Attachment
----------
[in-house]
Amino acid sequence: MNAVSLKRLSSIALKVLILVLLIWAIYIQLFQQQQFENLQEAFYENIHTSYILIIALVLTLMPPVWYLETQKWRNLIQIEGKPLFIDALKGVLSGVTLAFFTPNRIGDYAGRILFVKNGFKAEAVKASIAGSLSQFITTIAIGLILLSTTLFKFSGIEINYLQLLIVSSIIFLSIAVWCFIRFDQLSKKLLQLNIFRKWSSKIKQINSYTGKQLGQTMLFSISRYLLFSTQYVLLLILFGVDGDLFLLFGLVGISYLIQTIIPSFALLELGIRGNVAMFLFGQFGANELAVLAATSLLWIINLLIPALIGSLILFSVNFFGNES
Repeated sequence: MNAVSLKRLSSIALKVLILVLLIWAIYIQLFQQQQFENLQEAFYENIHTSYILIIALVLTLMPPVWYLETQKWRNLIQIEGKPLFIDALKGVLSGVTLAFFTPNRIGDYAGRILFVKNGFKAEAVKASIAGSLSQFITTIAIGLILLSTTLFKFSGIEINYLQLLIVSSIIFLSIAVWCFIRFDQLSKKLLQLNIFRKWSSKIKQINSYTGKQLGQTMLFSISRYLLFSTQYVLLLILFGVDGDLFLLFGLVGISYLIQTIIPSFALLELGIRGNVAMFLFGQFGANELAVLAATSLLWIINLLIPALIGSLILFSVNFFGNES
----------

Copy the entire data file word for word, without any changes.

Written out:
[in-house]
Amino acid sequence: MNAVSLKRLSSIALKVLILVLLIWAIYIQLFQQQQFENLQEAFYENIHTSYILIIALVLTLMPPVWYLETQKWRNLIQIEGKPLFIDALKGVLSGVTLAFFTPNRIGDYAGRILFVKNGFKAEAVKASIAGSLSQFITTIAIGLILLSTTLFKFSGIEINYLQLLIVSSIIFLSIAVWCFIRFDQLSKKLLQLNIFRKWSSKIKQINSYTGKQLGQTMLFSISRYLLFSTQYVLLLILFGVDGDLFLLFGLVGISYLIQTIIPSFALLELGIRGNVAMFLFGQFGANELAVLAATSLLWIINLLIPALIGSLILFSVNFFGNES
Repeated sequence: MNAVSLKRLSSIALKVLILVLLIWAIYIQLFQQQQFENLQEAFYENIHTSYILIIALVLTLMPPVWYLETQKWRNLIQIEGKPLFIDALKGVLSGVTLAFFTPNRIGDYAGRILFVKNGFKAEAVKASIAGSLSQFITTIAIGLILLSTTLFKFSGIEINYLQLLIVSSIIFLSIAVWCFIRFDQLSKKLLQLNIFRKWSSKIKQINSYTGKQLGQTMLFSISRYLLFSTQYVLLLILFGVDGDLFLLFGLVGISYLIQTIIPSFALLELGIRGNVAMFLFGQFGANELAVLAATSLLWIINLLIPALIGSLILFSVNFFGNES